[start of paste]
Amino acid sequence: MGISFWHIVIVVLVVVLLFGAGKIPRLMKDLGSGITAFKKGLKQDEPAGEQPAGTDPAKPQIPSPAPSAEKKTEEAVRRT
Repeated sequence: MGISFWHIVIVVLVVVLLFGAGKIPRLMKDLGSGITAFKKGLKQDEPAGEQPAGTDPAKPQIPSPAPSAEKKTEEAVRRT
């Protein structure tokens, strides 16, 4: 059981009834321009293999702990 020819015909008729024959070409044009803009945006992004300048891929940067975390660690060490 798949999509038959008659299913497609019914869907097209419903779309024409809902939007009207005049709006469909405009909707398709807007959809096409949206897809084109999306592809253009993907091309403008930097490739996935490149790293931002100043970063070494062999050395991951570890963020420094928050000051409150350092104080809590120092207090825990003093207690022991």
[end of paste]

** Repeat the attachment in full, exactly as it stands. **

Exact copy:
Amino acid sequence: MGISFWHIVIVVLVVVLLFGAGKIPRLMKDLGSGITAFKKGLKQDEPAGEQPAGTDPAKPQIPSPAPSAEKKTEEAVRRT
Repeated sequence: MGISFWHIVIVVLVVVLLFGAGKIPRLMKDLGSGITAFKKGLKQDEPAGEQPAGTDPAKPQIPSPAPSAEKKTEEAVRRT
């Protein structure tokens, strides 16, 4: 059981009834321009293999702990 020819015909008729024959070409044009803009945006992004300048891929940067975390660690060490 798949999509038959008659299913497609019914869907097209419903779309024409809902939007009207005049709006469909405009909707398709807007959809096409949206897809084109999306592809253009993907091309403008930097490739996935490149790293931002100043970063070494062999050395991951570890963020420094928050000051409150350092104080809590120092207090825990003093207690022991």